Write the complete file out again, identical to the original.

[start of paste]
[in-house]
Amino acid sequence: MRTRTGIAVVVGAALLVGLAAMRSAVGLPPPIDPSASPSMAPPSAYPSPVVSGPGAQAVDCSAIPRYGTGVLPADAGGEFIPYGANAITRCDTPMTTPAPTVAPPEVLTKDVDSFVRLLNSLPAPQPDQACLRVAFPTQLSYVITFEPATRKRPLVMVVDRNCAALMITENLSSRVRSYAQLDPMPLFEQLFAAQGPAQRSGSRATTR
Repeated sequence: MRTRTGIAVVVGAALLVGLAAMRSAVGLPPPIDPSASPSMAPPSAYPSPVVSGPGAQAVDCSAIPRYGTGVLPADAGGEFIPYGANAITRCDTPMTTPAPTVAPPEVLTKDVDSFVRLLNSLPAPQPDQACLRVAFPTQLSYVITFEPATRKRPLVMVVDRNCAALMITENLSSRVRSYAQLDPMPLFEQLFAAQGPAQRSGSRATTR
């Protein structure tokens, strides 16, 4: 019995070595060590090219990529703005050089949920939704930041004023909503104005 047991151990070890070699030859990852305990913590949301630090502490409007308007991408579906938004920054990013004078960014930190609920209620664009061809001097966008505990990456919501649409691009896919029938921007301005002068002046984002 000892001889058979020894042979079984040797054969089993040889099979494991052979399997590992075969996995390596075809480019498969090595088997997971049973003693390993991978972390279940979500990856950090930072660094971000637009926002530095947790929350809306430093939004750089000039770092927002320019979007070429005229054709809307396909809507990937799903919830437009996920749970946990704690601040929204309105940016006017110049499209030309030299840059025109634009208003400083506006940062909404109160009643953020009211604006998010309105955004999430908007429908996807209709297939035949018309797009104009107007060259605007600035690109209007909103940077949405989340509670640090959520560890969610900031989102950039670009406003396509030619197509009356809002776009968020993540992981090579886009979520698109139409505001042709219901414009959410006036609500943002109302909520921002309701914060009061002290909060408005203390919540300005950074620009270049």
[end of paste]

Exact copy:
[in-house]
Amino acid sequence: MRTRTGIAVVVGAALLVGLAAMRSAVGLPPPIDPSASPSMAPPSAYPSPVVSGPGAQAVDCSAIPRYGTGVLPADAGGEFIPYGANAITRCDTPMTTPAPTVAPPEVLTKDVDSFVRLLNSLPAPQPDQACLRVAFPTQLSYVITFEPATRKRPLVMVVDRNCAALMITENLSSRVRSYAQLDPMPLFEQLFAAQGPAQRSGSRATTR
Repeated sequence: MRTRTGIAVVVGAALLVGLAAMRSAVGLPPPIDPSASPSMAPPSAYPSPVVSGPGAQAVDCSAIPRYGTGVLPADAGGEFIPYGANAITRCDTPMTTPAPTVAPPEVLTKDVDSFVRLLNSLPAPQPDQACLRVAFPTQLSYVITFEPATRKRPLVMVVDRNCAALMITENLSSRVRSYAQLDPMPLFEQLFAAQGPAQRSGSRATTR
């Protein structure tokens, strides 16, 4: 019995070595060590090219990529703005050089949920939704930041004023909503104005 047991151990070890070699030859990852305990913590949301630090502490409007308007991408579906938004920054990013004078960014930190609920209620664009061809001097966008505990990456919501649409691009896919029938921007301005002068002046984002 000892001889058979020894042979079984040797054969089993040889099979494991052979399997590992075969996995390596075809480019498969090595088997997971049973003693390993991978972390279940979500990856950090930072660094971000637009926002530095947790929350809306430093939004750089000039770092927002320019979007070429005229054709809307396909809507990937799903919830437009996920749970946990704690601040929204309105940016006017110049499209030309030299840059025109634009208003400083506006940062909404109160009643953020009211604006998010309105955004999430908007429908996807209709297939035949018309797009104009107007060259605007600035690109209007909103940077949405989340509670640090959520560890969610900031989102950039670009406003396509030619197509009356809002776009968020993540992981090579886009979520698109139409505001042709219901414009959410006036609500943002109302909520921002309701914060009061002290909060408005203390919540300005950074620009270049």